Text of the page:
Malawi protest prisoners escape over presidential pardon
- 9 July 2012
- From the section Africa
At least five inmates in Malawi have escaped from a prison in the southern city of Zomba in protest against the pardoning of two prisoners by President Joyce Banda.
Three have since been recaptured, a police spokesman has told the BBC.
Of the two convicts pardoned, one was doing time for sex crimes and another for murder, both serious crimes in Malawi and ineligible for pardon.
The five escapees had been convicted of sex crimes and armed robbery.
Prison and police officers are looking for the two who remain on the run.
As part of commemorations marking 48 years of independence from the United Kingdom, President Joyce Banda pardoned 377 prisoners on Friday.
But she said she rejected 11 recommended names because they were doing time for sex crimes.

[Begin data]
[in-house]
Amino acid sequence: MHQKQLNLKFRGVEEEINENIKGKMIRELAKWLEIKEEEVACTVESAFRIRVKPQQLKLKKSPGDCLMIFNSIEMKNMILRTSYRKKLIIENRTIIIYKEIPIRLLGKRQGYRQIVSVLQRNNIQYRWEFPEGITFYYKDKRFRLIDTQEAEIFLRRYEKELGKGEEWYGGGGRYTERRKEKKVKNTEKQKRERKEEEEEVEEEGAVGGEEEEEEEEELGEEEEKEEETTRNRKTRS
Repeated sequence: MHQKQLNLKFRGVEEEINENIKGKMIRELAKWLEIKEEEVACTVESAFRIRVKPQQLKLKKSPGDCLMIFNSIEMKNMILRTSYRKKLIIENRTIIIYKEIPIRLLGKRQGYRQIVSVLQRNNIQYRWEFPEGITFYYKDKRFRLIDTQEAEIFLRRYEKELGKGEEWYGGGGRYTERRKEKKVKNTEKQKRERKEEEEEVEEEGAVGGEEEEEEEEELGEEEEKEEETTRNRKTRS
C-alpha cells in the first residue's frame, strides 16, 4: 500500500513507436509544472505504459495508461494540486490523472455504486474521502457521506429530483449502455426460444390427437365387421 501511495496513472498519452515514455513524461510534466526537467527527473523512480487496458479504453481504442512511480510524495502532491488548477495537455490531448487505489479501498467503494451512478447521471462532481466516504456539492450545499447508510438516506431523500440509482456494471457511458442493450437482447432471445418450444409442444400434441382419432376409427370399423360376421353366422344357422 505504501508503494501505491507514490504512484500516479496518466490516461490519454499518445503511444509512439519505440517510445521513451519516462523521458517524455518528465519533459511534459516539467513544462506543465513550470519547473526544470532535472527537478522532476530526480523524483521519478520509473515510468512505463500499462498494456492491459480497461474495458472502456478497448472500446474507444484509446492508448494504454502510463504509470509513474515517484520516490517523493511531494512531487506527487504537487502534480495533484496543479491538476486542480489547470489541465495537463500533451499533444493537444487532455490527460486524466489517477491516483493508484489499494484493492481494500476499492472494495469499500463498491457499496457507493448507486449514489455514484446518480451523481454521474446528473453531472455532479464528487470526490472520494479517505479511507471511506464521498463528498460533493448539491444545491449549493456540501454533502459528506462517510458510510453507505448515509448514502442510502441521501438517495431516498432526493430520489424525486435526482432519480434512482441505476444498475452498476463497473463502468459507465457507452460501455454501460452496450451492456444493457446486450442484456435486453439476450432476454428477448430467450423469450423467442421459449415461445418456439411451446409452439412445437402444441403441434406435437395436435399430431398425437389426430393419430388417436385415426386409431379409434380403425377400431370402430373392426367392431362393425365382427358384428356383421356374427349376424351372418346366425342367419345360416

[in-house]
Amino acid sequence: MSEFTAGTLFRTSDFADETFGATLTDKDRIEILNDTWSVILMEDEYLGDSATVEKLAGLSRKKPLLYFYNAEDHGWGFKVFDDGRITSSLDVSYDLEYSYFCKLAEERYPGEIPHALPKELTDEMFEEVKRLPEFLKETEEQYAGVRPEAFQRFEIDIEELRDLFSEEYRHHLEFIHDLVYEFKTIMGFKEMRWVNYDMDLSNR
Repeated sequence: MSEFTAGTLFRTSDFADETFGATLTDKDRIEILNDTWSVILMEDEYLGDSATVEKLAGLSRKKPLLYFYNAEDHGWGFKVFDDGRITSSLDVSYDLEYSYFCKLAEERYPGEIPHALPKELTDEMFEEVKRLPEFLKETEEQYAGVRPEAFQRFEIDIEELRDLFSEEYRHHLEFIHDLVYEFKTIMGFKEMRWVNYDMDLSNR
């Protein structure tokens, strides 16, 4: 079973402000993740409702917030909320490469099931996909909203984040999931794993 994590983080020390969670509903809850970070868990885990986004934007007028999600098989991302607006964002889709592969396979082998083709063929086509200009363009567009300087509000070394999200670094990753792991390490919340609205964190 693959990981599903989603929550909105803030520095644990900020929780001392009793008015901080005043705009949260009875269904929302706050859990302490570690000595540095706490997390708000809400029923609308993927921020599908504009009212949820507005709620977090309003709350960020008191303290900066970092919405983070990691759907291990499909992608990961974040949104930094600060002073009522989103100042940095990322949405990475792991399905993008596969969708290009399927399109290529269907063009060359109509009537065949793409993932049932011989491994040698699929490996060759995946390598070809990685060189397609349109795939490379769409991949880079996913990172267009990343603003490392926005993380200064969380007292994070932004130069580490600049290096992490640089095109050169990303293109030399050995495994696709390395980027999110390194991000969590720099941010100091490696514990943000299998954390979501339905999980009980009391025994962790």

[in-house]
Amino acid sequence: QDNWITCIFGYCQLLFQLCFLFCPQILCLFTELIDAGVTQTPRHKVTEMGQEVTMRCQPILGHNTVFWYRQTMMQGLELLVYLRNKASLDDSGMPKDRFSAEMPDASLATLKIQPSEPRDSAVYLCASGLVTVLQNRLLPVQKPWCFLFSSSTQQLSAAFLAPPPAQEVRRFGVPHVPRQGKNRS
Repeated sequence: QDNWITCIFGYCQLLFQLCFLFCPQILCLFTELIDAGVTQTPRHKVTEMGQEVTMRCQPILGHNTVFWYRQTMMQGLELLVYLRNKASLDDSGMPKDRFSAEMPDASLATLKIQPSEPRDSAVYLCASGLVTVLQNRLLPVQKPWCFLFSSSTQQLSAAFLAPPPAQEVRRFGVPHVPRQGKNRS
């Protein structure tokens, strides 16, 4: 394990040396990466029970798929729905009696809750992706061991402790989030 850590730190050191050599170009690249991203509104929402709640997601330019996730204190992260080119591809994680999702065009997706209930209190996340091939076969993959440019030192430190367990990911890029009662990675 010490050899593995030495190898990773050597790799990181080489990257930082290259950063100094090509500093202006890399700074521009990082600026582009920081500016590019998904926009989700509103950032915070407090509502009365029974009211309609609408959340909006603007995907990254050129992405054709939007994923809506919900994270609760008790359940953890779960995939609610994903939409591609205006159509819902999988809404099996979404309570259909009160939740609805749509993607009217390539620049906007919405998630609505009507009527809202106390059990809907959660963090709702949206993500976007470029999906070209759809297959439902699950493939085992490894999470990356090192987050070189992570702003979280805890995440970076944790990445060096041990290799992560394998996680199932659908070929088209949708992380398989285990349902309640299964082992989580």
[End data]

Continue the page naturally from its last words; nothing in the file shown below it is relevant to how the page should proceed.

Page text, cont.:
In Malawi, although presidential pardons are a tradition on Independence Day or Christmas Day, only prisoners doing time for lesser crimes, who have completed two-thirds of their sentences and have shown good behaviour, are accorded the privilege, says the BBC's Raphael Tenthani in Blantyre.
If an inmate is terminally ill, they may be considered for pardon, he says.
So when the president pardoned 34 convicts from the central prison in the former colonial capital, including a sex crimes convict and a murderer, the other inmates rioted and forcibly took the two back to their cells, our correspondent adds.
The guards then intervened and freed the pair after a scuffle with the inmates before about 30 prisoners tried to escape on Monday morning.